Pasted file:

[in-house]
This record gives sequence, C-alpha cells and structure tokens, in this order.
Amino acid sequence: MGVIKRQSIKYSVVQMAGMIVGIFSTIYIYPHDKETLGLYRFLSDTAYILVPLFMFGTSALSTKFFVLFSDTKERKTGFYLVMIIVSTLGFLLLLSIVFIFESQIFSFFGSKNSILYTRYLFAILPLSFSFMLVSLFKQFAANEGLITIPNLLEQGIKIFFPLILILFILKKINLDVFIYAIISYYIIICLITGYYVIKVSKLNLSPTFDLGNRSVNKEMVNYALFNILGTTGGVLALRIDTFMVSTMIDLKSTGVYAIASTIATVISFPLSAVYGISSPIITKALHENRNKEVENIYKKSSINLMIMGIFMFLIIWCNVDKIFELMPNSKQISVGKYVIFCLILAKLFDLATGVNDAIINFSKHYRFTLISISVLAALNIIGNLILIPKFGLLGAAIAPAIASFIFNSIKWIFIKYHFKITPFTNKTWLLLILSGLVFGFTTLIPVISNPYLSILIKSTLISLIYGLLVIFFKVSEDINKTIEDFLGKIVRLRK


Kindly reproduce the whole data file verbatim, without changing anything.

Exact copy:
[in-house]
This record gives sequence, C-alpha cells and structure tokens, in this order.
Amino acid sequence: MGVIKRQSIKYSVVQMAGMIVGIFSTIYIYPHDKETLGLYRFLSDTAYILVPLFMFGTSALSTKFFVLFSDTKERKTGFYLVMIIVSTLGFLLLLSIVFIFESQIFSFFGSKNSILYTRYLFAILPLSFSFMLVSLFKQFAANEGLITIPNLLEQGIKIFFPLILILFILKKINLDVFIYAIISYYIIICLITGYYVIKVSKLNLSPTFDLGNRSVNKEMVNYALFNILGTTGGVLALRIDTFMVSTMIDLKSTGVYAIASTIATVISFPLSAVYGISSPIITKALHENRNKEVENIYKKSSINLMIMGIFMFLIIWCNVDKIFELMPNSKQISVGKYVIFCLILAKLFDLATGVNDAIINFSKHYRFTLISISVLAALNIIGNLILIPKFGLLGAAIAPAIASFIFNSIKWIFIKYHFKITPFTNKTWLLLILSGLVFGFTTLIPVISNPYLSILIKSTLISLIYGLLVIFFKVSEDINKTIEDFLGKIVRLRK